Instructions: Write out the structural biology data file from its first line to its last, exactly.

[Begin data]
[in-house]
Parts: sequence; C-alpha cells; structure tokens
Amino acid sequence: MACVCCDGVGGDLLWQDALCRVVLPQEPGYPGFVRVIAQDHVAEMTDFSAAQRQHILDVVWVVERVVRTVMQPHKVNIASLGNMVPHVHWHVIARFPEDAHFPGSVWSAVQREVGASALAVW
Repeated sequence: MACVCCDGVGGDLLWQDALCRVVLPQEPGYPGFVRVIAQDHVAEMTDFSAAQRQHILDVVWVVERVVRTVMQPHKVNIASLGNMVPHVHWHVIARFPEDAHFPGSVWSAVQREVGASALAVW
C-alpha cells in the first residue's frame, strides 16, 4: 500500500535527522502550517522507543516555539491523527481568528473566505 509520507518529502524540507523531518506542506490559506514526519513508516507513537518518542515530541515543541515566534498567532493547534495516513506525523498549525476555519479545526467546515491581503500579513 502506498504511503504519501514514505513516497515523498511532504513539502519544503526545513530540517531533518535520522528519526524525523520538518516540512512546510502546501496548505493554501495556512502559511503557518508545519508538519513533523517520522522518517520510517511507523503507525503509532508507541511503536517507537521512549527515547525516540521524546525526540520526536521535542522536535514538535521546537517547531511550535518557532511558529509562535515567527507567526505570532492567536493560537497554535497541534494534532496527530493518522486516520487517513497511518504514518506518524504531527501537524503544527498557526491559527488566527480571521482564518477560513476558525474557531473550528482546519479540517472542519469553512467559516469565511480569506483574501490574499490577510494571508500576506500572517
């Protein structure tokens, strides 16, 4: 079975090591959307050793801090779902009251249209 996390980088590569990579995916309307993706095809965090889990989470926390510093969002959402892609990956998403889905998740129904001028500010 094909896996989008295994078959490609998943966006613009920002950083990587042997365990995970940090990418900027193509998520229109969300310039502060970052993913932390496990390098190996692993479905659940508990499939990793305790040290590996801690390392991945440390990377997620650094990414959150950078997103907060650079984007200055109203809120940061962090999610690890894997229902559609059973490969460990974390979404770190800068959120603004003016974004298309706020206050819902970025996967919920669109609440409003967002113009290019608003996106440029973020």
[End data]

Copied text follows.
[in-house]
Parts: sequence; C-alpha cells; structure tokens
Amino acid sequence: MACVCCDGVGGDLLWQDALCRVVLPQEPGYPGFVRVIAQDHVAEMTDFSAAQRQHILDVVWVVERVVRTVMQPHKVNIASLGNMVPHVHWHVIARFPEDAHFPGSVWSAVQREVGASALAVW
Repeated sequence: MACVCCDGVGGDLLWQDALCRVVLPQEPGYPGFVRVIAQDHVAEMTDFSAAQRQHILDVVWVVERVVRTVMQPHKVNIASLGNMVPHVHWHVIARFPEDAHFPGSVWSAVQREVGASALAVW
C-alpha cells in the first residue's frame, strides 16, 4: 500500500535527522502550517522507543516555539491523527481568528473566505 509520507518529502524540507523531518506542506490559506514526519513508516507513537518518542515530541515543541515566534498567532493547534495516513506525523498549525476555519479545526467546515491581503500579513 502506498504511503504519501514514505513516497515523498511532504513539502519544503526545513530540517531533518535520522528519526524525523520538518516540512512546510502546501496548505493554501495556512502559511503557518508545519508538519513533523517520522522518517520510517511507523503507525503509532508507541511503536517507537521512549527515547525516540521524546525526540520526536521535542522536535514538535521546537517547531511550535518557532511558529509562535515567527507567526505570532492567536493560537497554535497541534494534532496527530493518522486516520487517513497511518504514518506518524504531527501537524503544527498557526491559527488566527480571521482564518477560513476558525474557531473550528482546519479540517472542519469553512467559516469565511480569506483574501490574499490577510494571508500576506500572517
């Protein structure tokens, strides 16, 4: 079975090591959307050793801090779902009251249209 996390980088590569990579995916309307993706095809965090889990989470926390510093969002959402892609990956998403889905998740129904001028500010 094909896996989008295994078959490609998943966006613009920002950083990587042997365990995970940090990418900027193509998520229109969300310039502060970052993913932390496990390098190996692993479905659940508990499939990793305790040290590996801690390392991945440390990377997620650094990414959150950078997103907060650079984007200055109203809120940061962090999610690890894997229902559609059973490969460990974390979404770190800068959120603004003016974004298309706020206050819902970025996967919920669109609440409003967002113009290019608003996106440029973020």